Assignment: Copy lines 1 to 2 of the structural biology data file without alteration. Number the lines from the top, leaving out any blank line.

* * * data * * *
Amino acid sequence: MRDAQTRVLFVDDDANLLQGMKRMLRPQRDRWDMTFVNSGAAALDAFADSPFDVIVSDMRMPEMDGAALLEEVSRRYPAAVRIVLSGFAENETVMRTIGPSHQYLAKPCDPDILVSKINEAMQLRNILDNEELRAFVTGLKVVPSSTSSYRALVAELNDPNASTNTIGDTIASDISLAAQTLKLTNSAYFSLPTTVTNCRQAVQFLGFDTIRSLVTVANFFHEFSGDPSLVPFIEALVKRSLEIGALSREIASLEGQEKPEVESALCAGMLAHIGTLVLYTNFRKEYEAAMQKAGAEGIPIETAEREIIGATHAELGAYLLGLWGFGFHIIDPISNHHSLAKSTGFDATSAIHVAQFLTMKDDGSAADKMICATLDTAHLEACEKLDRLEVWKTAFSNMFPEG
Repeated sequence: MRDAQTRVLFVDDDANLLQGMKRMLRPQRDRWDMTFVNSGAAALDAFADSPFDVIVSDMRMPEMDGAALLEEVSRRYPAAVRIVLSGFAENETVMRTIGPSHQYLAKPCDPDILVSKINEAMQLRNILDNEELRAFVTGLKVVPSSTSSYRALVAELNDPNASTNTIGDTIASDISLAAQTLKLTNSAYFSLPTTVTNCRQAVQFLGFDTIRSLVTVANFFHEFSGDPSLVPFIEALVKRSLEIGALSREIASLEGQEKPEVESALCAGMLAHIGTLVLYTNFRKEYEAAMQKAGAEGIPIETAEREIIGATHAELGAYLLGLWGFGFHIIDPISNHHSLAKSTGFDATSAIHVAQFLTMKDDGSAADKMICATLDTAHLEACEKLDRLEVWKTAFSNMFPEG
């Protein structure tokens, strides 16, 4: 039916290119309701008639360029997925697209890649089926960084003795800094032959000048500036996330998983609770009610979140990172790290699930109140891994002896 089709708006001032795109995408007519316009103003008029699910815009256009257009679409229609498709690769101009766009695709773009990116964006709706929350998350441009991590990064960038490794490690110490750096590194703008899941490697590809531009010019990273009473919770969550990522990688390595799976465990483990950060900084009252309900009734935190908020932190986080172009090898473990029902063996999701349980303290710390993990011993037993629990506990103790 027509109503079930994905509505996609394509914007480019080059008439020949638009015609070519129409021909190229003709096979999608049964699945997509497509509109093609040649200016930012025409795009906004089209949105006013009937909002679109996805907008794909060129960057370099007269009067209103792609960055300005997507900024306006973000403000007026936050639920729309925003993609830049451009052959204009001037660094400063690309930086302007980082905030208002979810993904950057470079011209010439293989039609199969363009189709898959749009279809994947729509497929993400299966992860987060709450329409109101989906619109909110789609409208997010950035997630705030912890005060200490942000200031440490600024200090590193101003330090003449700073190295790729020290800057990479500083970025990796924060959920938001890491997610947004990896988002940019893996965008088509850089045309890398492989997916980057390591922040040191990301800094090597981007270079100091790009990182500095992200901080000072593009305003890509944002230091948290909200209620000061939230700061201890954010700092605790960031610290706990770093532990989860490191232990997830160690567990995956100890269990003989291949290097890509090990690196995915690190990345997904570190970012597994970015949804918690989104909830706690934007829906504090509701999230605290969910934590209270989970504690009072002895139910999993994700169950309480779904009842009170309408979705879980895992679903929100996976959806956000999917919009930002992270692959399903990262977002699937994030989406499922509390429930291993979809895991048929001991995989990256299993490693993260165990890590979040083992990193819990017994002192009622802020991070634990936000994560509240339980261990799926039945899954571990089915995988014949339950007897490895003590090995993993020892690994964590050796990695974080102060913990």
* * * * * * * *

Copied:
Amino acid sequence: MRDAQTRVLFVDDDANLLQGMKRMLRPQRDRWDMTFVNSGAAALDAFADSPFDVIVSDMRMPEMDGAALLEEVSRRYPAAVRIVLSGFAENETVMRTIGPSHQYLAKPCDPDILVSKINEAMQLRNILDNEELRAFVTGLKVVPSSTSSYRALVAELNDPNASTNTIGDTIASDISLAAQTLKLTNSAYFSLPTTVTNCRQAVQFLGFDTIRSLVTVANFFHEFSGDPSLVPFIEALVKRSLEIGALSREIASLEGQEKPEVESALCAGMLAHIGTLVLYTNFRKEYEAAMQKAGAEGIPIETAEREIIGATHAELGAYLLGLWGFGFHIIDPISNHHSLAKSTGFDATSAIHVAQFLTMKDDGSAADKMICATLDTAHLEACEKLDRLEVWKTAFSNMFPEG
Repeated sequence: MRDAQTRVLFVDDDANLLQGMKRMLRPQRDRWDMTFVNSGAAALDAFADSPFDVIVSDMRMPEMDGAALLEEVSRRYPAAVRIVLSGFAENETVMRTIGPSHQYLAKPCDPDILVSKINEAMQLRNILDNEELRAFVTGLKVVPSSTSSYRALVAELNDPNASTNTIGDTIASDISLAAQTLKLTNSAYFSLPTTVTNCRQAVQFLGFDTIRSLVTVANFFHEFSGDPSLVPFIEALVKRSLEIGALSREIASLEGQEKPEVESALCAGMLAHIGTLVLYTNFRKEYEAAMQKAGAEGIPIETAEREIIGATHAELGAYLLGLWGFGFHIIDPISNHHSLAKSTGFDATSAIHVAQFLTMKDDGSAADKMICATLDTAHLEACEKLDRLEVWKTAFSNMFPEG